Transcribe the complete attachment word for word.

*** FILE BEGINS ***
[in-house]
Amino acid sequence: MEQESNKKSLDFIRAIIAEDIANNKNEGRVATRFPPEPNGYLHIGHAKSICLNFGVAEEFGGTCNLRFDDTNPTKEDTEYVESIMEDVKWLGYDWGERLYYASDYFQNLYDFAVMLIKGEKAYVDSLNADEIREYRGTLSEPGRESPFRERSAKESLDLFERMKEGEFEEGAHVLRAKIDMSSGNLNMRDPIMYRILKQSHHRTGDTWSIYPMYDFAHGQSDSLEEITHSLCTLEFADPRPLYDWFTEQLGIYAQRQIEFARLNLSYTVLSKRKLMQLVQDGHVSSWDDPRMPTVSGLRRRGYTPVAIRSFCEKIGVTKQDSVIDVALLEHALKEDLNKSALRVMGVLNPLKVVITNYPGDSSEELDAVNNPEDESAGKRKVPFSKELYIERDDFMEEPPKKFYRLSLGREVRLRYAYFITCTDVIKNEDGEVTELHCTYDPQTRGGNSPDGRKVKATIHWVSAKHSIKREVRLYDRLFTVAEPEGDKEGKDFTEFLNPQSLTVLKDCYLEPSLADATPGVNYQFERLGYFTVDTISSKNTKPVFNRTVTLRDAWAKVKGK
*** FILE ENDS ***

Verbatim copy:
[in-house]
Amino acid sequence: MEQESNKKSLDFIRAIIAEDIANNKNEGRVATRFPPEPNGYLHIGHAKSICLNFGVAEEFGGTCNLRFDDTNPTKEDTEYVESIMEDVKWLGYDWGERLYYASDYFQNLYDFAVMLIKGEKAYVDSLNADEIREYRGTLSEPGRESPFRERSAKESLDLFERMKEGEFEEGAHVLRAKIDMSSGNLNMRDPIMYRILKQSHHRTGDTWSIYPMYDFAHGQSDSLEEITHSLCTLEFADPRPLYDWFTEQLGIYAQRQIEFARLNLSYTVLSKRKLMQLVQDGHVSSWDDPRMPTVSGLRRRGYTPVAIRSFCEKIGVTKQDSVIDVALLEHALKEDLNKSALRVMGVLNPLKVVITNYPGDSSEELDAVNNPEDESAGKRKVPFSKELYIERDDFMEEPPKKFYRLSLGREVRLRYAYFITCTDVIKNEDGEVTELHCTYDPQTRGGNSPDGRKVKATIHWVSAKHSIKREVRLYDRLFTVAEPEGDKEGKDFTEFLNPQSLTVLKDCYLEPSLADATPGVNYQFERLGYFTVDTISSKNTKPVFNRTVTLRDAWAKVKGK